Swiss President Micheline Calmy-Rey, who is on an official visit to Cambodia, has paid tribute to two important Swiss humanitarian projects in the country.
The children's hospitals set up by Beat Richner, as well as Piergiorgio and Simonetta Tami's refuges are lifelines for many people and help build a positive image of Switzerland, she said.
Calmy-Rey, who is also the foreign minister, met Cambodian Prime Minister Hun Sen and his deputy in the capital Phnom Penh, using the occasion to sign a bilateral aviation agreement.
She was also welcomed by King Norodom Sihamoni at his magnificent palace, where they held talks on economic and development issues.
But a large part of her trip was devoted to visiting Swiss aid projects which have become local institutions – the Beat Richner hospitals and the Tamis' Hagar centres for women and children.
"I am proud to visit projects of such value which bear witness to the strong humanitarian link with Cambodia and form the basis of our country's excellent image over here," Calmy-Rey told reporters.
The four Kantha Bopha hospitals – all up to western standards - employ a staff of 1,750 and have 850 beds. They treat an estimated 85 per cent of all sick children in Cambodia.
The hospitals were founded by Richner, a doctor, mainly from public and private donations from Switzerland - the Swiss government gives SFr3 million ($2.4 million) – and have become a mainstay of the Cambodian health system.
Calmy-Rey visited the newest medical centre, which was inaugurated in December 2005. "My presence and our financial support are the proof of the esteem in which we hold you," she told a group of assembled medical staff.
Richner told swissinfo he was pleased by the president's words, although he is hoping for the government to raise its contribution to SFr7.5 million.
"The fact that she came here is very important for the donors in Switzerland and it's confirmation that their faith has been well placed," he said.
Before leaving for Siem Raep, where a team of Swiss experts is helping to restore one of the temples in the ancient city of Khmer in Angkor, the minister also visited two centres run by the Hagar foundation, set up by husband and wife Piergiorgio and Simonetta Tami in 1994.
"In Cambodia family violence against women is very widespread. After being beaten and thrown out of the home, many women and their children end up on the streets with no way of starting a new life," Piergiorgio Tami told swissinfo.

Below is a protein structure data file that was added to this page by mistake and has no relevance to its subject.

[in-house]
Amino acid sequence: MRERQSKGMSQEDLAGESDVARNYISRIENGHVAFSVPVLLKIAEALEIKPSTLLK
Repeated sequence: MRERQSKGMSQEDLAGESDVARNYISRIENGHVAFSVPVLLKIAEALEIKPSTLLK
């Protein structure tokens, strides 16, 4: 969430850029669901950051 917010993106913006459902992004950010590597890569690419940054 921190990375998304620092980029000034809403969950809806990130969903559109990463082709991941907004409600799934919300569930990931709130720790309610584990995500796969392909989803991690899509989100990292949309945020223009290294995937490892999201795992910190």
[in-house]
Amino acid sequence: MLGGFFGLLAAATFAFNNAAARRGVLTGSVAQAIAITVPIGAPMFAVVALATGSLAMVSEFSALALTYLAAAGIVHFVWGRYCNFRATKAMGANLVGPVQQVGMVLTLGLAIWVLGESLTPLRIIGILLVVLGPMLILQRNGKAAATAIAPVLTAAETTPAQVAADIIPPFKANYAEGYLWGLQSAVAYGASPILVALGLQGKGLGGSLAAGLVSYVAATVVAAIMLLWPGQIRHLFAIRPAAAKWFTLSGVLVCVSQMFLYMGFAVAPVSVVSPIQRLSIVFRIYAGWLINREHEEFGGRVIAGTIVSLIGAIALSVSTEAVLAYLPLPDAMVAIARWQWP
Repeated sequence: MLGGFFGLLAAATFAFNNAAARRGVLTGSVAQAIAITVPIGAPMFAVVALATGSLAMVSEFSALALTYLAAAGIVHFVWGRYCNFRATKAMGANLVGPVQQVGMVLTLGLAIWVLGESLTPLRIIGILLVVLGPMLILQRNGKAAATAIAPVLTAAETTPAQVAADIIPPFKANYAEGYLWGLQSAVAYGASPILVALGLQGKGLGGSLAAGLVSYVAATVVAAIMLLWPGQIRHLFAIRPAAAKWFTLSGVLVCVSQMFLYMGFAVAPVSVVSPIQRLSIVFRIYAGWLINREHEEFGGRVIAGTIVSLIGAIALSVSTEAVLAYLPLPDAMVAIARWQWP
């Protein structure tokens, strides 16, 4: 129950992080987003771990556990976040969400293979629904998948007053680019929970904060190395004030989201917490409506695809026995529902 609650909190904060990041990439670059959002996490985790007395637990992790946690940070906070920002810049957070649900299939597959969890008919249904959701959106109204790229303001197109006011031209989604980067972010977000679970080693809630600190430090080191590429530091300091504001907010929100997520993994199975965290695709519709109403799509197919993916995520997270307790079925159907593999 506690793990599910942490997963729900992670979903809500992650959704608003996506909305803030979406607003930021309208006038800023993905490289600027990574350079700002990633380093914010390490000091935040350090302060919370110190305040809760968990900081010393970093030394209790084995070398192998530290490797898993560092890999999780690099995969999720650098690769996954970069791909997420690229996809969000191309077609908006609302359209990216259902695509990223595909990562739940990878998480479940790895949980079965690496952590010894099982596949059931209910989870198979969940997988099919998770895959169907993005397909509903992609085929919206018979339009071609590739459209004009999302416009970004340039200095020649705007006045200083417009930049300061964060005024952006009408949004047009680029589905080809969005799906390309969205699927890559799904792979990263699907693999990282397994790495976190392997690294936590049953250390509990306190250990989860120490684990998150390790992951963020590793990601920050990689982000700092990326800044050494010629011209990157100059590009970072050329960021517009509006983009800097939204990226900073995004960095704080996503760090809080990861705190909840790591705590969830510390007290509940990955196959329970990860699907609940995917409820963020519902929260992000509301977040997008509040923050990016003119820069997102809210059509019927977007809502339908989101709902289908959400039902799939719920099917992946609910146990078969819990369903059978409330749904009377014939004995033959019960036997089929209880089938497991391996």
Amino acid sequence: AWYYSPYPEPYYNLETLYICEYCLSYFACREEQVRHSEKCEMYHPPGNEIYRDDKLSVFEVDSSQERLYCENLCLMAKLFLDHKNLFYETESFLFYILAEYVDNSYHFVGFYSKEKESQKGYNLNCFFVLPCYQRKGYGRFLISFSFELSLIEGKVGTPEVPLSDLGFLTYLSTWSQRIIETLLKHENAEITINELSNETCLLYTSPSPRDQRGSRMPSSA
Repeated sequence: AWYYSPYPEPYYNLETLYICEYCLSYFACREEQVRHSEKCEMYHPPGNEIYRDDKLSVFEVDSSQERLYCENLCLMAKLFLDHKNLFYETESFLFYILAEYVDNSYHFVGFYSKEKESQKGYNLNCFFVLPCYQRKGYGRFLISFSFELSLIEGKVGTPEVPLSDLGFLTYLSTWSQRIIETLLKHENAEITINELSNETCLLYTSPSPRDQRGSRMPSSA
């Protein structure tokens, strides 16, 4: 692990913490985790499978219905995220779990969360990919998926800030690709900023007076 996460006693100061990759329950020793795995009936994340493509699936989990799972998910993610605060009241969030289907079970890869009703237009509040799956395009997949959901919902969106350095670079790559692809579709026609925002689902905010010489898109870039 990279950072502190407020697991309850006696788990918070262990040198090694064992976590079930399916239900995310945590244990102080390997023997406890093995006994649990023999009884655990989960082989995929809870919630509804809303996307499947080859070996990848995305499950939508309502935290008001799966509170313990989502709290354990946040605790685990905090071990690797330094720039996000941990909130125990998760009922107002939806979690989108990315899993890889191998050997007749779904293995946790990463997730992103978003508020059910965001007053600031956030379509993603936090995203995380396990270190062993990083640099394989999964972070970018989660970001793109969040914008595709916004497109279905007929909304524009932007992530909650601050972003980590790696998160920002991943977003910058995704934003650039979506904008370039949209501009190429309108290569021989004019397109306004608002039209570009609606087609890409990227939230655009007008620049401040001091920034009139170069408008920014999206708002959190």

"We help these people start again, giving them a roof over their heads and, thanks to the training opportunities, we help them reintegrate socially and economically."
Calmy-Rey thanked the couple – recently winners of the Brandenberger Foundation prize (a type of Swiss Nobel prize) and the Schwab Foundation social entrepreneurs of 2005 – for their efforts.
"Until now we have received our donations almost entirely from [the Italian-speaking canton of] Ticino," said Tami.
"We hope that Micheline Calmy-Rey's visit will help to get us known in the rest of the country."
Calmy-Rey will continue her visit to southeast Asia on Wednesday, stopping off in Indonesia.
swissinfo, Marzio Pescia in Phnom Penh
Beat Richner has founded four children's hospitals in Cambodia (annual budget $16.5 million).
They treat around 800,000 children for free each year.
The Hagar project, run by the Tamis, is dedicated to women and children who are victims of violence or who have been abandoned.
Since 1994 the Hagar refuges have trained and educated 100,0000 women.
The Cambodian authorities welcomed Micheline Calmy-Rey with great ceremony.
Phnom Penh international airport was decorated with many Swiss flags. It also featured a huge picture of the Swiss president, placed next to one of King Norodom Sihamoni.
Each street in the capital taken by the Swiss delegation was decorated with the Swiss colours and banners with friendly slogans.
Once at the palace for her meeting with the king, Calmy-Rey was greeted by crowds of students. Children threw flower petals.
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